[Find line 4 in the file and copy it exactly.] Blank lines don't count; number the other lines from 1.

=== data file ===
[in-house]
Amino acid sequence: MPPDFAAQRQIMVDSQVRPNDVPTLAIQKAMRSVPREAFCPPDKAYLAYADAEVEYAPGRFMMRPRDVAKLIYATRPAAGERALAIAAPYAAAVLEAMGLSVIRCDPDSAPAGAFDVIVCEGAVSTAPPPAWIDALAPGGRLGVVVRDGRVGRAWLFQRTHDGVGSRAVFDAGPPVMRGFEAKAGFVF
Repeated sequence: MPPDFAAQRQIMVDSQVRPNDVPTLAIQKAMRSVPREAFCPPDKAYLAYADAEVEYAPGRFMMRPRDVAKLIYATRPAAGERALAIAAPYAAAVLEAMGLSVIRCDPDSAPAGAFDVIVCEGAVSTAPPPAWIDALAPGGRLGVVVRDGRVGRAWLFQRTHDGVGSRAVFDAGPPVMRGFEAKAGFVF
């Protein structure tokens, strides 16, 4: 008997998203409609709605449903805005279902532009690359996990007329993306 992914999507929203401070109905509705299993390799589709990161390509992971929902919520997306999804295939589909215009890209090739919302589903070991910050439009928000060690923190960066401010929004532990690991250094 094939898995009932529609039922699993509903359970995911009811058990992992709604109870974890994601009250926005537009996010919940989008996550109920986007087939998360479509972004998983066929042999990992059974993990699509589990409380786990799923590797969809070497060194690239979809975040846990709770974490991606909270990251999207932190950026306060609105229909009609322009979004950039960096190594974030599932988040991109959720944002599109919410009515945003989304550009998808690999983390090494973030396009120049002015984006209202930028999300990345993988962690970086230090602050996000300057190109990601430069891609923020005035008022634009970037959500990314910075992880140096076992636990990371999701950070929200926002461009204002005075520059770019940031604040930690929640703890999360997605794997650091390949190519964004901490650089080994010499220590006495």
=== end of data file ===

């Protein structure tokens, strides 16, 4: 008997998203409609709605449903805005279902532009690359996990007329993306 992914999507929203401070109905509705299993390799589709990161390509992971929902919520997306999804295939589909215009890209090739919302589903070991910050439009928000060690923190960066401010929004532990690991250094 094939898995009932529609039922699993509903359970995911009811058990992992709604109870974890994601009250926005537009996010919940989008996550109920986007087939998360479509972004998983066929042999990992059974993990699509589990409380786990799923590797969809070497060194690239979809975040846990709770974490991606909270990251999207932190950026306060609105229909009609322009979004950039960096190594974030599932988040991109959720944002599109919410009515945003989304550009998808690999983390090494973030396009120049002015984006209202930028999300990345993988962690970086230090602050996000300057190109990601430069891609923020005035008022634009970037959500990314910075992880140096076992636990990371999701950070929200926002461009204002005075520059770019940031604040930690929640703890999360997605794997650091390949190519964004901490650089080994010499220590006495």